Study Finds Worrying About Clinical Negligence Claims Encourages Additional Medical Tests
2nd September 2013
While figuring out how much medical negligence compensation costs taxpayers might seem as simple as calculating the sum total of all medical negligence claims, new research from the US shows this is not the case, with other factors throwing a spanner in the works.
Doctors who are concerned about malpractice and clinical negligence claims are considerably more likely to conduct additional diagnostic tests than other doctors, the Centre for Studying Health Systems Change’s analysis found.
This study, which was published in Health Affairs, found doctors worried about clinical negligence claims were 80% more likely to send patients with headaches on advanced imaging tests and 49% more likely to do so for those with lower back pain.
Furthermore, people with chest pain are 36% more likely to be sent to the emergency department if they are seen by a doctor who is worried about medical negligence compensation claims, and 40% more likely to be sent there for lower back pain.
This shows that the additional diagnoses and tests undertaken by worried doctors also influences the cost of healthcare, showing a hidden cost to claiming medical negligence compensation.
Additional Tests Prevent Medical Negligence Claims
It is worth considering this study in conjunction with research recently published in BMJ Quality and Safety, which involved a 25-year study of medical malpractice claims in the US and revealed that mistakes during diagnosis are responsible for 28.6% of clinical negligence claims, 35.2% of the sum total of all settlements, and almost twice as likely to result in death or disability as other medical errors.
Therefore, if worried doctors are sending patients for additional tests to ensure they are diagnosing them correctly, then they are focusing their concerns in the right area. Doctors could significantly improve patient outcomes by putting additional effort into ensuring every diagnosis is correct – our medical negligence solicitors would suggest the Centre for Studying Health Systems’ research shows one of the major benefits of making a hospital negligence claim is how it improves patient outcomes in the future.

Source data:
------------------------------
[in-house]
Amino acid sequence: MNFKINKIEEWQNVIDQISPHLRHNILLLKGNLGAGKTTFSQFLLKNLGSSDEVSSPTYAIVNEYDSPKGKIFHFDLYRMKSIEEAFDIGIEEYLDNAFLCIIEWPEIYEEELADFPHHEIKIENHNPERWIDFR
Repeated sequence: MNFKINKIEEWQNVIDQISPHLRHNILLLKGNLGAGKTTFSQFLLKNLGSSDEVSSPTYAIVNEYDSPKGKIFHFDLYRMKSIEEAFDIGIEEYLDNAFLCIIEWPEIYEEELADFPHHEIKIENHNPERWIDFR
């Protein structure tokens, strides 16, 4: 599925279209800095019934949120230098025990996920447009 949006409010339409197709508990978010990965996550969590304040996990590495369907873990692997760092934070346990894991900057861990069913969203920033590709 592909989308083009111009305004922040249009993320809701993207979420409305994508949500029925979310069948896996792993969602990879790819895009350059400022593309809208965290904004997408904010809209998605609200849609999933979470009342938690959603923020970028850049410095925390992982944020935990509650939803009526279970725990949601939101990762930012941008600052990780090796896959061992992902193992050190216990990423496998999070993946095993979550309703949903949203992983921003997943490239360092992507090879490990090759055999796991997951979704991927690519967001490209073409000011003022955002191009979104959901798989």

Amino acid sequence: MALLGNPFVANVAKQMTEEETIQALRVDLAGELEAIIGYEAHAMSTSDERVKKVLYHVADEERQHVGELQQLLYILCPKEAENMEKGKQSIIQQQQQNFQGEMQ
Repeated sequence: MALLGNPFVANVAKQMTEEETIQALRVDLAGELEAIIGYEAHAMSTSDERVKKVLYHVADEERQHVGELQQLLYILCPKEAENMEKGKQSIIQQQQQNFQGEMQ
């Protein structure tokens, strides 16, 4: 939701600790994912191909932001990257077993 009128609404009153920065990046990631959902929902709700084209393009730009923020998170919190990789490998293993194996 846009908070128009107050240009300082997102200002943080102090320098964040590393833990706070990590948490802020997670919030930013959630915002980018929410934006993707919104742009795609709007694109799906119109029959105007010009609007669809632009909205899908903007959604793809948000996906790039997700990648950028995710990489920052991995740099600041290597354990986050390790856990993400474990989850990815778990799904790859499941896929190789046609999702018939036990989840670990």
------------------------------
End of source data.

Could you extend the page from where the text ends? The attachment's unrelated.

The researchers called this ‘defensive medicine’, with study co-author Emily Carrier saying concern about clinical negligence claims subjects patients to unnecessary tests and increases care costs. Patients might respond that reducing misdiagnosis errors is worth the cost of a few unnecessary tests – it doesn’t appear that these additional tests have put patients at a higher risk, and they could easily have prevented countless misdiagnosis errors.
However, surprisingly, doctors do not appear to be basing their concern off their actual risk – just their perception of their risk. State-level caps on the size of medical negligence claims or on insurance premiums appeared to make no difference to a doctor’s concern about making errors. Perhaps, in reality, worried doctors are not concerned about being liable in medical negligence claims, but are worried about making errors that cause patients to suffer unnecessary harm.
Understanding the relationship between medical negligence claims and clinical care is almost impossible – unpicking all the variables will require a lot more research.